American Association for Cancer Research. "Counseling increased mammography use among low-income women with health insurance." ScienceDaily. ScienceDaily, 29 June 2010. <www.sciencedaily.com/releases/2010/06/100629131314.htm>.
American Association for Cancer Research. (2010, June 29). Counseling increased mammography use among low-income women with health insurance. ScienceDaily. Retrieved December 21, 2014 from www.sciencedaily.com/releases/2010/06/100629131314.htm
American Association for Cancer Research. "Counseling increased mammography use among low-income women with health insurance." ScienceDaily. www.sciencedaily.com/releases/2010/06/100629131314.htm (accessed December 21, 2014).

Share This


More From ScienceDaily



More Health & Medicine News

Sunday, December 21, 2014

Featured Research

from universities, journals, and other organizations


Featured Videos

from AP, Reuters, AFP, and other news services

Touch-Free Smart Phone Empowers Mobility-Impaired

Touch-Free Smart Phone Empowers Mobility-Impaired

Reuters - Innovations Video Online (Dec. 21, 2014) A touch-free phone developed in Israel enables the mobility-impaired to operate smart phones with just a movement of the head. Suzannah Butcher reports. Video provided by Reuters
Powered by NewsLook.com
Earthworms Provide Cancer-Fighting Bacteria

Earthworms Provide Cancer-Fighting Bacteria

Reuters - Innovations Video Online (Dec. 21, 2014) Polish scientists isolate bacteria from earthworm intestines which they say may be used in antibiotics and cancer treatments. Suzannah Butcher reports. Video provided by Reuters
Powered by NewsLook.com
Existing Chemical Compounds Could Revive Failing Antibiotics, Says Danish Scientist

Existing Chemical Compounds Could Revive Failing Antibiotics, Says Danish Scientist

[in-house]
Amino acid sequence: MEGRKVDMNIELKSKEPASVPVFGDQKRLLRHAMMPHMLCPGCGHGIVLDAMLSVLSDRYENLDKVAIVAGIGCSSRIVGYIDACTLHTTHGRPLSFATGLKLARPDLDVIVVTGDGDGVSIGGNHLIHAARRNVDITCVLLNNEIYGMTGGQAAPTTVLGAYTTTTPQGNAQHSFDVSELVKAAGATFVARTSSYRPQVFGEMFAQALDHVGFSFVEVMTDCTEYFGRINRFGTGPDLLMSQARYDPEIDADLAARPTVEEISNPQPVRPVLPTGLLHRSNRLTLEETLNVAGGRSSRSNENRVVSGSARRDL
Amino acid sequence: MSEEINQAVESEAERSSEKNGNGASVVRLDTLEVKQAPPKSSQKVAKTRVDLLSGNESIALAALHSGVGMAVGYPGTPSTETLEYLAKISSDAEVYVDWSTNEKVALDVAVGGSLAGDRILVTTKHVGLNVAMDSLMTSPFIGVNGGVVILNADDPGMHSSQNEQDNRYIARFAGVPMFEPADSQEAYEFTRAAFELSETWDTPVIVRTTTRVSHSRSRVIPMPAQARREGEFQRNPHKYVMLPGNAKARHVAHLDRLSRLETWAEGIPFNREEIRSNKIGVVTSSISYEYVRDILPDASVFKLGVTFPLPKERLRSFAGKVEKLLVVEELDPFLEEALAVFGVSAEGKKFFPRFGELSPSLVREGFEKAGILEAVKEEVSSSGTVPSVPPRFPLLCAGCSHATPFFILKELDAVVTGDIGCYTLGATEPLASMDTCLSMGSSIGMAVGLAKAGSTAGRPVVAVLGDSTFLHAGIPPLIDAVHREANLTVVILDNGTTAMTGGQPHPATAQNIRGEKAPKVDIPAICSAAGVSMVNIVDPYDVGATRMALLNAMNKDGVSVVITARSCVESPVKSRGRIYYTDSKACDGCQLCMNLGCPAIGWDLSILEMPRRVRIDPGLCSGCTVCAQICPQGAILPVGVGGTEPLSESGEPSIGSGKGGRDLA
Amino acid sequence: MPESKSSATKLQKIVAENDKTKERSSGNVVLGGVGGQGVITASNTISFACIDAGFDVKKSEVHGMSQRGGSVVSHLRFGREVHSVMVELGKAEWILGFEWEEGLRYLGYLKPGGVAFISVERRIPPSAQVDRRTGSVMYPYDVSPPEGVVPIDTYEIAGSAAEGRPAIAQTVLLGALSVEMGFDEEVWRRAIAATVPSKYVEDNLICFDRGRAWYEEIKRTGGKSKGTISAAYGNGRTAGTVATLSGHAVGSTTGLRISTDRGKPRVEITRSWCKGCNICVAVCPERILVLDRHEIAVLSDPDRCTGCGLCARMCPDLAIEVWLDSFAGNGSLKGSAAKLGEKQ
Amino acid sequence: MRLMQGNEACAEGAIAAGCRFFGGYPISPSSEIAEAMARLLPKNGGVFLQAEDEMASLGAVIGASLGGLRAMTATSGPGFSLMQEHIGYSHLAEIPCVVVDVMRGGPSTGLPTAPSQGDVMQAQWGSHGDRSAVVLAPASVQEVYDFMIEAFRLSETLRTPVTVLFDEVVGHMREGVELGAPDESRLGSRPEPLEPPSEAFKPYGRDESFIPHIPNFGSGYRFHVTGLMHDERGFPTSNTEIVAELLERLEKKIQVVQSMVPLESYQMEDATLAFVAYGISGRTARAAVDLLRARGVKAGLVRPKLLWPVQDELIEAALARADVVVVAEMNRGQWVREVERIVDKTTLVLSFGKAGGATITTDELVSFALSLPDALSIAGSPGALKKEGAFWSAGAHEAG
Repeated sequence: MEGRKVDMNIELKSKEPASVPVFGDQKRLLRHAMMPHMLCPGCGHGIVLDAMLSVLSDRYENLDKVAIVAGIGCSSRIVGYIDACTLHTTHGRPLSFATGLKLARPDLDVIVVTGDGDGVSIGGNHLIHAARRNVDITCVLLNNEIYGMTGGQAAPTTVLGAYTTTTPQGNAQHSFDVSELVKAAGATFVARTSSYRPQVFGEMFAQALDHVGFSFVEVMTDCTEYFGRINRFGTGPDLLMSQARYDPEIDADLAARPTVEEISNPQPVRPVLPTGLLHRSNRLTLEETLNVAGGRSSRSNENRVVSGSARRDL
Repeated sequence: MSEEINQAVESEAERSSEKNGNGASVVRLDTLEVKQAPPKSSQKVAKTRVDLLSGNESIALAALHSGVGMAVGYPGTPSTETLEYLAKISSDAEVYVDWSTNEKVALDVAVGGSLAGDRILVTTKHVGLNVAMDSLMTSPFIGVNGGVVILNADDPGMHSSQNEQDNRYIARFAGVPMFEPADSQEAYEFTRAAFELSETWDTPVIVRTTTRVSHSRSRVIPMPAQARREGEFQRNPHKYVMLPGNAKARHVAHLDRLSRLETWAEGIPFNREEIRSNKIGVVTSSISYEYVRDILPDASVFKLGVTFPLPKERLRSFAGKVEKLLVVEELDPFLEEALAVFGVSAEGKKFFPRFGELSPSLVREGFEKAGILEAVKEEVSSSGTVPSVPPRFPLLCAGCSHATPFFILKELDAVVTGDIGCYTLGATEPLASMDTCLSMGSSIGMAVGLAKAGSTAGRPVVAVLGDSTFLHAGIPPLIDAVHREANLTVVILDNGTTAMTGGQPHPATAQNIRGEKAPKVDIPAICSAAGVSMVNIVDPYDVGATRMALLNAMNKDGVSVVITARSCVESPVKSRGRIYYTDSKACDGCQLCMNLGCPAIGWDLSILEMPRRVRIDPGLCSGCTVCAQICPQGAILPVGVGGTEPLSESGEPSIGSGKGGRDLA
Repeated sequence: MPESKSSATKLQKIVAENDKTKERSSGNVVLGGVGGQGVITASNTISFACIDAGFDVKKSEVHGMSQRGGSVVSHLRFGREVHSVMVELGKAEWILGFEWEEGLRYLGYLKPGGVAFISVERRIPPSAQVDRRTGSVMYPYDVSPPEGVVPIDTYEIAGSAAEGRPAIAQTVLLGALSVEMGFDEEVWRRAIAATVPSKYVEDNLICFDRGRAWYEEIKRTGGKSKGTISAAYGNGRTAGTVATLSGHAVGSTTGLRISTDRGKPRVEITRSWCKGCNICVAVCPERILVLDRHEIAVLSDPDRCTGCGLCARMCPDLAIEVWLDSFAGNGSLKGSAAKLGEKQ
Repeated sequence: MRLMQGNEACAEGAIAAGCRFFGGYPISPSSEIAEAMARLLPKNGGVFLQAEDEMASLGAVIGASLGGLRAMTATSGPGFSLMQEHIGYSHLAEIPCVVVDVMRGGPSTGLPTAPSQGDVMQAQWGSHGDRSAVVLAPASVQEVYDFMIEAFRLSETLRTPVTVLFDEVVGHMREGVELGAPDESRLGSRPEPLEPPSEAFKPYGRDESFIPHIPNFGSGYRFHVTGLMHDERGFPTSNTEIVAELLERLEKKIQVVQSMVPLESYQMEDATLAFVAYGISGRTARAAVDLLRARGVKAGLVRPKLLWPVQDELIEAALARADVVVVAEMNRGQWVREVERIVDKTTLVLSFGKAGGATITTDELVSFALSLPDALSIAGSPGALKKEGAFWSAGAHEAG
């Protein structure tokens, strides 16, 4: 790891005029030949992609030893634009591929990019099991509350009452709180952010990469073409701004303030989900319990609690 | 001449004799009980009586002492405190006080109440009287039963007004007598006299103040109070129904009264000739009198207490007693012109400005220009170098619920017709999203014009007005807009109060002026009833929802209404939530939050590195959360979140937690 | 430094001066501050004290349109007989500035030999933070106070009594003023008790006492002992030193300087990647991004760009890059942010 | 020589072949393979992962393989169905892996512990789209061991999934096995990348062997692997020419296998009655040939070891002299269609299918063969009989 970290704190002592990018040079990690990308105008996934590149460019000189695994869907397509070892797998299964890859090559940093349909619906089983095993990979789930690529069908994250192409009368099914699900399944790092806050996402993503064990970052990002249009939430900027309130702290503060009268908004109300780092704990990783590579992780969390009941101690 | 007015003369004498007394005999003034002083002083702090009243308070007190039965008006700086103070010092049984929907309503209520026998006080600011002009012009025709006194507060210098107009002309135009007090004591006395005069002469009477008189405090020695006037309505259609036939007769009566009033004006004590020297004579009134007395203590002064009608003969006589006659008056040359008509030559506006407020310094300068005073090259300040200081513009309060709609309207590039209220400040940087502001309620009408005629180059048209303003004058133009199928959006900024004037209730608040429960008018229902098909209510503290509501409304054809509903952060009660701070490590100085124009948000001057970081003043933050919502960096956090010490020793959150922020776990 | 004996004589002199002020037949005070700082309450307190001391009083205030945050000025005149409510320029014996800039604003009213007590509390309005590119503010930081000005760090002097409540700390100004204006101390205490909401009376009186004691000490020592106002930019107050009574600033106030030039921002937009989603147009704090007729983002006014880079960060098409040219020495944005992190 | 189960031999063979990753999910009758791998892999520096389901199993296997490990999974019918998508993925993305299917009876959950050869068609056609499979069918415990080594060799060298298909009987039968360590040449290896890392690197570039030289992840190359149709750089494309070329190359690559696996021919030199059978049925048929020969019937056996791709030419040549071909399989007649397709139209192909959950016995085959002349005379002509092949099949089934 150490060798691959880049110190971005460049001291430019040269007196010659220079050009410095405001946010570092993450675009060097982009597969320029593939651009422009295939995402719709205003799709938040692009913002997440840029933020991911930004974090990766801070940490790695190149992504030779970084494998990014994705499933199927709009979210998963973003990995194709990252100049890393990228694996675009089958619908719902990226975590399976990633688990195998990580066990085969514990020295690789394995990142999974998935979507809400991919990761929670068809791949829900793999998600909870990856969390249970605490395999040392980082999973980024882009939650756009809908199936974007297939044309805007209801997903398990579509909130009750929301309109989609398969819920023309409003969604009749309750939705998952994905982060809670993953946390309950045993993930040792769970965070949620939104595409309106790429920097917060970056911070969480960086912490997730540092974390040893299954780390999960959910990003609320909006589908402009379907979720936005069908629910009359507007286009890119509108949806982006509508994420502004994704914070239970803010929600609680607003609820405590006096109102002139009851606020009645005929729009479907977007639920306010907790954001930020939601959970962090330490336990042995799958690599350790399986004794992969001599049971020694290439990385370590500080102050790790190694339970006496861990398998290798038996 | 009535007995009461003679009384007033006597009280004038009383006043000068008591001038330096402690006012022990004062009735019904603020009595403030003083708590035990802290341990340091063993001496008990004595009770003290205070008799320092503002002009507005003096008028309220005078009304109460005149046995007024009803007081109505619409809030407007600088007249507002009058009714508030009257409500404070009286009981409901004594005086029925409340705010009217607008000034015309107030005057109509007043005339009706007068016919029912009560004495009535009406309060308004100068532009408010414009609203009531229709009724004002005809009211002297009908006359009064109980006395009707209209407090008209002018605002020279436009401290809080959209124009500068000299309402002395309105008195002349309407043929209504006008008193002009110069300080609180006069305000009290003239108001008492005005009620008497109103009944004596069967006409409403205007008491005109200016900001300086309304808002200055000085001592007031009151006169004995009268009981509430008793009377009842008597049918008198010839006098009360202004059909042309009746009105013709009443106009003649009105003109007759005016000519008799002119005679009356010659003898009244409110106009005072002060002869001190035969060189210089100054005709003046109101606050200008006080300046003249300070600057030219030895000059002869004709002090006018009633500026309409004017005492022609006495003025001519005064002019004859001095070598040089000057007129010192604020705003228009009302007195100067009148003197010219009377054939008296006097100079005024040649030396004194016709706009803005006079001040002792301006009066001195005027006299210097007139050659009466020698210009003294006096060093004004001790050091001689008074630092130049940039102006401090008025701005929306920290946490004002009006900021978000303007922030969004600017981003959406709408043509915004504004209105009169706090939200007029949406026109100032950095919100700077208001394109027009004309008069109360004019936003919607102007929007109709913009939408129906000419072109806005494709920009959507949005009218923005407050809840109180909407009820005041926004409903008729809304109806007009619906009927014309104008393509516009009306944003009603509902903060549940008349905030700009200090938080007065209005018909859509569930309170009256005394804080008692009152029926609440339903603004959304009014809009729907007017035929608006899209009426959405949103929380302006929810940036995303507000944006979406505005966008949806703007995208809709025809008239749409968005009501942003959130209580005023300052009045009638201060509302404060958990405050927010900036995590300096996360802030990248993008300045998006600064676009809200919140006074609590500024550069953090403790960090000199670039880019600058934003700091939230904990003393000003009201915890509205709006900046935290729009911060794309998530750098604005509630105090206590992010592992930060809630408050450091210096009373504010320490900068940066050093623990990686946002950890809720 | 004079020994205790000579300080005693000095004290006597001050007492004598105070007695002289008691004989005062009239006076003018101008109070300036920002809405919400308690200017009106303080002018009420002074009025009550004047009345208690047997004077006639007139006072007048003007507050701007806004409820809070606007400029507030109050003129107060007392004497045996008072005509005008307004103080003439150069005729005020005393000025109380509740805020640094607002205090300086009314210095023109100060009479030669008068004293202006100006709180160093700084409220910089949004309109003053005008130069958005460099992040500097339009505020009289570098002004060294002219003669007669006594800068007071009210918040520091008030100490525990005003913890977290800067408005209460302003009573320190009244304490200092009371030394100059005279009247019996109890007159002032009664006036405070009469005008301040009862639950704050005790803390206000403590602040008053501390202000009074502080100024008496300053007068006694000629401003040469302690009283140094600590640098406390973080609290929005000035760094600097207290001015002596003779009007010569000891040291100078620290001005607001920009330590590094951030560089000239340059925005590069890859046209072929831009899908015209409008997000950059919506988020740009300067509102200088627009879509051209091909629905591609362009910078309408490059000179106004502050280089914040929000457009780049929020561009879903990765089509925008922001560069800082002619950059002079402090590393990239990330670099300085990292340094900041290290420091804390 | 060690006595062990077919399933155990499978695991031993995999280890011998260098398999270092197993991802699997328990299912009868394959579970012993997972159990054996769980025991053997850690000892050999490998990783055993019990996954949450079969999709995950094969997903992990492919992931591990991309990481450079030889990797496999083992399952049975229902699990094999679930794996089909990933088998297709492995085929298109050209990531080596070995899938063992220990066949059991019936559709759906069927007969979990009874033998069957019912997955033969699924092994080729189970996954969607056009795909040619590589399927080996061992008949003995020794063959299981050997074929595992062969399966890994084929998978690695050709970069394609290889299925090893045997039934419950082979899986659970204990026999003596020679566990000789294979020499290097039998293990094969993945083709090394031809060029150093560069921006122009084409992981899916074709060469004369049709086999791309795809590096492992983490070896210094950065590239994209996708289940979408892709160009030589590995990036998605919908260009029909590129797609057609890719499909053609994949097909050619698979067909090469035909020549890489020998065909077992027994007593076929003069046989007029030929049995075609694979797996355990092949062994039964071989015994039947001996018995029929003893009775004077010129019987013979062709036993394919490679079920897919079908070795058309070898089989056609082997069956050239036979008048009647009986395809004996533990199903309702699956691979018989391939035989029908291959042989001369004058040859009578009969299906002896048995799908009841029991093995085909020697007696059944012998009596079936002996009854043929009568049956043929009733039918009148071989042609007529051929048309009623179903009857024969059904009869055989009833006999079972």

Reuters - Innovations Video Online (Dec. 21, 2014) A team of scientists led by Danish chemist Jorn Christensen says they have isolated two chemical compounds within an existing antipsychotic medication that could be used to help a range of failing antibiotics work against killer bacterial infections, such as Tuberculosis. Jim Drury went to meet him. Video provided by Reuters
Powered by NewsLook.com
Hugging It Out Could Help You Ward Off A Cold

Hugging It Out Could Help You Ward Off A Cold

Newsy (Dec. 21, 2014) Carnegie Mellon researchers found frequent hugs can help people avoid stress-related illnesses. Video provided by Newsy
Powered by NewsLook.com

Search ScienceDaily

Number of stories in archives: 140,361

Find with keyword(s):
Enter a keyword or phrase to search ScienceDaily for related topics and research stories.

Save/Print:
Share:

Breaking News:

Strange & Offbeat Stories


Health & Medicine

Mind & Brain

Living & Well

In Other News

... from NewsDaily.com

Science News

Health News

Environment News

Technology News



Save/Print:
Share:

Free Subscriptions


Get the latest science news with ScienceDaily's free email newsletters, updated daily and weekly. Or view hourly updated newsfeeds in your RSS reader:

Get Social & Mobile


Keep up to date with the latest news from ScienceDaily via social networks and mobile apps:

Have Feedback?


Tell us what you think of ScienceDaily -- we welcome both positive and negative comments. Have any problems using the site? Questions?
Mobile: iPhone Android Web
Follow: Facebook Twitter Google+
Subscribe: RSS Feeds Email Newsletters
Latest Headlines Health & Medicine Mind & Brain Space & Time Matter & Energy Computers & Math Plants & Animals Earth & Climate Fossils & Ruins